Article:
Looking at the lifecycle of the polymer bank note, the BoE has aggressively marketed that the new, stronger bank notes will last at least 2.5x as long as the paper ones of years past. For the BoE, this means that far less notes need to be produced as the transaction lifecycle is far longer. This then minimises carbon footprint through lower waste and lower production. However, as studies by Evergreen Finance London suggest, the lifecycle of the polymer note will release 8.77kg of C0which is 3x more than the paper notes. When accounting for the longer lifespan, this is an extra 2.76kg of C02. The reason for the results being so different to the BoE’s findings is because the BoE use functional units rather than the number actually used by an individual, which doesn’t account for the quantity of transactions. To me, this shows that the BoE needs to do more to calculate its carbon footprint, or at least acknowledge that the long lifespan of the polymer notes doesn’t actually lead to an environmental benefit. The only real end of life benefit concerns recycling, with BOPP being heralded as one of the most biodegradable polymers in the market. 

All in all, it’s clear that bank notes of any kind have a sizeable carbon footprint, and that sustainability is a minimal concern for the BoE. This is especially notable when considering alternatives such as ApplePay and credit cards, which only produce around 20.8 grams of C0over a three year life cycle. This makes me draw two conclusions. Firstly, I don’t think that consumers should be confident that banknotes can ever be a decently sustainable product. Secondly, I urge consumers to try and shift away from using bank notes if they care about their carbon footprint, especially when digital alternatives offer a far more practical and ethical option. 

How it's made:


The polymer bank notes are made by Innovia Security in a £40 million facility in Wigton, England. The production process involves steps of opacifying, sheeting, printing and overcoating, with the actual polymer being blow moulded into a room-sized bubble. These processes require extremely large amounts of heat and electricity as expected, but Innovia Security has made efforts to optimise the process by ensuring there is zero waste to landfill and that a growing amount of their energy is generated renewably. In general, this is good stuff, but having looked through Innovia’s website it is difficult to find any data that quantifies their attempts at optimising their process. Because of this, I can’t reliably say that the process is being made as sustainable as possible. When considering the BoE’s role in this, it’s clear that their hands are pretty much tied. I say this because Innovia Security almost runs a monopoly on the polymer bank note market, as it produces almost all of the major European and commonwealth polymer notes. This equates to around 55 billion bank notes in total circulation right now. As a result, I don’t want to criticise the BoE for the sustainability of the production process, principally because they don’t have any other options available to them, and they don’t have a large enough stakeholder presence to pressure Innovia into change.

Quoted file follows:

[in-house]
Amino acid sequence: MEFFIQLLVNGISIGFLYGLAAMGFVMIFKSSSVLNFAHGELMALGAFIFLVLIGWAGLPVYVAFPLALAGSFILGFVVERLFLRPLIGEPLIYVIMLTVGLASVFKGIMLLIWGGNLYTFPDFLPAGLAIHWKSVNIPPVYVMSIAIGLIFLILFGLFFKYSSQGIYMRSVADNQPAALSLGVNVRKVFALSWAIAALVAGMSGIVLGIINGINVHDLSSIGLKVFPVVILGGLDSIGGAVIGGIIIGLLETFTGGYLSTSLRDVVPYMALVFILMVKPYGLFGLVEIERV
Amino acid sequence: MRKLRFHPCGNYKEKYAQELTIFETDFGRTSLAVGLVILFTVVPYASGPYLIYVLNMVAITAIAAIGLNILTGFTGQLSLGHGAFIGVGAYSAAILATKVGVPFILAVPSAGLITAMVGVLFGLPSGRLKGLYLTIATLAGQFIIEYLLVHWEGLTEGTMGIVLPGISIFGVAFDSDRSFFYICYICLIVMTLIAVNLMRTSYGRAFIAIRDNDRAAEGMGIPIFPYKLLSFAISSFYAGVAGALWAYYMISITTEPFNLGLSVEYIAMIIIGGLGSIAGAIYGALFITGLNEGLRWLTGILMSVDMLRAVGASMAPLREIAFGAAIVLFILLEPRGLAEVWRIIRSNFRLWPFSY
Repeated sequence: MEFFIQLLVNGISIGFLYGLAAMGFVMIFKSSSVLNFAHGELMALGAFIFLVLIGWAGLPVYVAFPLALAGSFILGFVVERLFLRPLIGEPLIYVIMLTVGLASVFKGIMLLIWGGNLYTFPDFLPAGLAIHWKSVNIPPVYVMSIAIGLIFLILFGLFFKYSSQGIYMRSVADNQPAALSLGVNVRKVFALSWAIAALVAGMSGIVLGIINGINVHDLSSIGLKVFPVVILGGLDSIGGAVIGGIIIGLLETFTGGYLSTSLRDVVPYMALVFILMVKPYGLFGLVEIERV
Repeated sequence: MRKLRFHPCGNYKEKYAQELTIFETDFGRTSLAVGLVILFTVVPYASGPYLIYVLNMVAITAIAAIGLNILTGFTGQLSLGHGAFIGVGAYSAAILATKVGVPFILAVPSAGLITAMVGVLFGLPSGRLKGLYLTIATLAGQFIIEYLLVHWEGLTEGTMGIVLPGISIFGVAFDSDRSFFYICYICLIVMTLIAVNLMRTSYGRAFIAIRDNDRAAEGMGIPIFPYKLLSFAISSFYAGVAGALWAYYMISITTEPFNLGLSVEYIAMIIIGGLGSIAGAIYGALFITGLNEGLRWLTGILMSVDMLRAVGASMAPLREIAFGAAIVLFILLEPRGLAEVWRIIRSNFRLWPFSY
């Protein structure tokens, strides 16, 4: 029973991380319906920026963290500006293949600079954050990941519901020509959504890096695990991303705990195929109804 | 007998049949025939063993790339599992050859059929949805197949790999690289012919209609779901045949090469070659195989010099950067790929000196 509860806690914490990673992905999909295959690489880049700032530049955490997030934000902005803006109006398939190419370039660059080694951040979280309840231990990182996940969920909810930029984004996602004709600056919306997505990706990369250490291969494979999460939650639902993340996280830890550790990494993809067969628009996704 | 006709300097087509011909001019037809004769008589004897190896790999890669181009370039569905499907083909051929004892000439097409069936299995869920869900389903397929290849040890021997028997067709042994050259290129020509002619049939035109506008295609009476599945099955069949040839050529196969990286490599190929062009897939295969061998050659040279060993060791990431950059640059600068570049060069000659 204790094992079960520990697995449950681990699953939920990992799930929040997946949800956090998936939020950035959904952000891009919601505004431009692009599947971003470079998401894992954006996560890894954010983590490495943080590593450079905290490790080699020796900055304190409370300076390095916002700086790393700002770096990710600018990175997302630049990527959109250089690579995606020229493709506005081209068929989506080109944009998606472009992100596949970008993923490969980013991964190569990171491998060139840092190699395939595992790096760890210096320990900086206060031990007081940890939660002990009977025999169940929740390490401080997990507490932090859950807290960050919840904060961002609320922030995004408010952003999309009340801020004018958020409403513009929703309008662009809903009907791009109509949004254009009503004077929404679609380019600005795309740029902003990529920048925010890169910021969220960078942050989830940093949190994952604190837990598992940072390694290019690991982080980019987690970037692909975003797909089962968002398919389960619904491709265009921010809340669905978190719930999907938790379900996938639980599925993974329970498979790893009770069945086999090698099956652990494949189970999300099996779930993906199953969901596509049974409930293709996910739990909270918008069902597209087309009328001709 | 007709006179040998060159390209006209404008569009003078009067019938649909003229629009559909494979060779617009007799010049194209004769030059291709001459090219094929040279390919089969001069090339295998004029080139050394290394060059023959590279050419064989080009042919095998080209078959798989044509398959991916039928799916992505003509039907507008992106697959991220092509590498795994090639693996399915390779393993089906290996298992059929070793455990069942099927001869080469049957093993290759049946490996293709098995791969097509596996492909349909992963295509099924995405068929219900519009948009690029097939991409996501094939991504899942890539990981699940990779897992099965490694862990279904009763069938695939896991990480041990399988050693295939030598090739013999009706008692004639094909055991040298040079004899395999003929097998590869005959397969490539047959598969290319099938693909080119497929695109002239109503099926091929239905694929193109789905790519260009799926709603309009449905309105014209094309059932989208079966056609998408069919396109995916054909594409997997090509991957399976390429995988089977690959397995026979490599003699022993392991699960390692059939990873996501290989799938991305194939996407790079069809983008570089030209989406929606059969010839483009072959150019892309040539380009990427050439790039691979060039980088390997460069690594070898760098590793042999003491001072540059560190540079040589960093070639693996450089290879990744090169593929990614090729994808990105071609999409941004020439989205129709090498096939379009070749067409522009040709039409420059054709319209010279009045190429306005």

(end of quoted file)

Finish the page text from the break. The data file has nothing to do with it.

Who makes it:


With the Bank of England being the central bank for England, it’s placed into a unique position for reviewing, as it doesn’t have the same priorities and duties as private sector firms that create typical products that we review. 

Looking first at their supply chain, Innovia Security has highlighted which of the Sustainable Development Goals they wish to work on in their sustainability plan. This is a very heads up approach which I appreciate, but in the same vein as their other sustainability goals, there is a lack of data, which makes me question the actual progress they’re making. 

When looking at the Bank of England itself, there is a plethora of data, analysis and evaluation of its role in ensuring national sustainability improvements. Obviously, due to being a public body, the BoE doesn’t qualify for many of the certifications which I’d usually look for when reviewing products. However, there are plenty of firsts for the BoE, which emphasise how they have a leading role in the global banking picture. For instance, the BoE is the first central bank to publish climate disclosure reports that cover financial assets held for monetary policy purposes. For this step, these reports have been awarded the Green Initiative Award in the Central Banking Awards. Although this award is merely an acknowledgment of the BoE’s attempts, it still showcases a degree of international leadership and innovation in public sector sustainability. 

When it comes to social sustainability, the innovation and leadership is no where to be seen. In 2018, the BoE issued a report showing that female staff earned around 25-30% less than comparable male staff members. Although this is on par with the financial industry as a whole, this is absolutely no consolation, and is extremely poor for a public body the size of the BoE. This data also fits into the lack of diversity within the BoE, with the majority of senior roles being handed to men, as well as internal reports of micro aggressions against ethnic minorities being rife. All in all, the BoE can report and discuss all it likes, but there is a real issue of social sustainability in its offices and work places.